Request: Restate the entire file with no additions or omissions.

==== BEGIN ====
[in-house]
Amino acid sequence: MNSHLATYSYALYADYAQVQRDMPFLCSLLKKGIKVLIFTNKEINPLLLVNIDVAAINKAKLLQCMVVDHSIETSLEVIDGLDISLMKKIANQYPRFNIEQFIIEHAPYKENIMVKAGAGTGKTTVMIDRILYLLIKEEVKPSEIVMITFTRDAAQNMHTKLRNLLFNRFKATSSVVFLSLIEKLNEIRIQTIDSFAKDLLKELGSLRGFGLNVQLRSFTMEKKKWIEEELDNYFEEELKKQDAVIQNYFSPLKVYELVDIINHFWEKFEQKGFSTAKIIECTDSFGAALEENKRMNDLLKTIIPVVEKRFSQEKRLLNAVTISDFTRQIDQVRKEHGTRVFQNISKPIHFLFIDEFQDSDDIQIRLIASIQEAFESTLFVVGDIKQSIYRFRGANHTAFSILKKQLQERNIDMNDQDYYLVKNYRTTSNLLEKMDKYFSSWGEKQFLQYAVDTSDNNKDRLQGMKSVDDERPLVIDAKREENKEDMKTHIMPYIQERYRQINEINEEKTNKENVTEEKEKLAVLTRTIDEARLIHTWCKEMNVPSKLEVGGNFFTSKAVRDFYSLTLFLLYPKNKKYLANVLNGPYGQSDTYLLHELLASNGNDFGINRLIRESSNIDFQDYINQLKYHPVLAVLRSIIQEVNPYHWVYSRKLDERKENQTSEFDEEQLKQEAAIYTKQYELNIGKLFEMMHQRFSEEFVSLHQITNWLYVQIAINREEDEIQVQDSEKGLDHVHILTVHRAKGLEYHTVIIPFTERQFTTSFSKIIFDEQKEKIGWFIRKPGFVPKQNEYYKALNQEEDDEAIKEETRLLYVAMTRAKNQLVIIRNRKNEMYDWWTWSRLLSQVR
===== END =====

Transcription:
[in-house]
Amino acid sequence: MNSHLATYSYALYADYAQVQRDMPFLCSLLKKGIKVLIFTNKEINPLLLVNIDVAAINKAKLLQCMVVDHSIETSLEVIDGLDISLMKKIANQYPRFNIEQFIIEHAPYKENIMVKAGAGTGKTTVMIDRILYLLIKEEVKPSEIVMITFTRDAAQNMHTKLRNLLFNRFKATSSVVFLSLIEKLNEIRIQTIDSFAKDLLKELGSLRGFGLNVQLRSFTMEKKKWIEEELDNYFEEELKKQDAVIQNYFSPLKVYELVDIINHFWEKFEQKGFSTAKIIECTDSFGAALEENKRMNDLLKTIIPVVEKRFSQEKRLLNAVTISDFTRQIDQVRKEHGTRVFQNISKPIHFLFIDEFQDSDDIQIRLIASIQEAFESTLFVVGDIKQSIYRFRGANHTAFSILKKQLQERNIDMNDQDYYLVKNYRTTSNLLEKMDKYFSSWGEKQFLQYAVDTSDNNKDRLQGMKSVDDERPLVIDAKREENKEDMKTHIMPYIQERYRQINEINEEKTNKENVTEEKEKLAVLTRTIDEARLIHTWCKEMNVPSKLEVGGNFFTSKAVRDFYSLTLFLLYPKNKKYLANVLNGPYGQSDTYLLHELLASNGNDFGINRLIRESSNIDFQDYINQLKYHPVLAVLRSIIQEVNPYHWVYSRKLDERKENQTSEFDEEQLKQEAAIYTKQYELNIGKLFEMMHQRFSEEFVSLHQITNWLYVQIAINREEDEIQVQDSEKGLDHVHILTVHRAKGLEYHTVIIPFTERQFTTSFSKIIFDEQKEKIGWFIRKPGFVPKQNEYYKALNQEEDDEAIKEETRLLYVAMTRAKNQLVIIRNRKNEMYDWWTWSRLLSQVR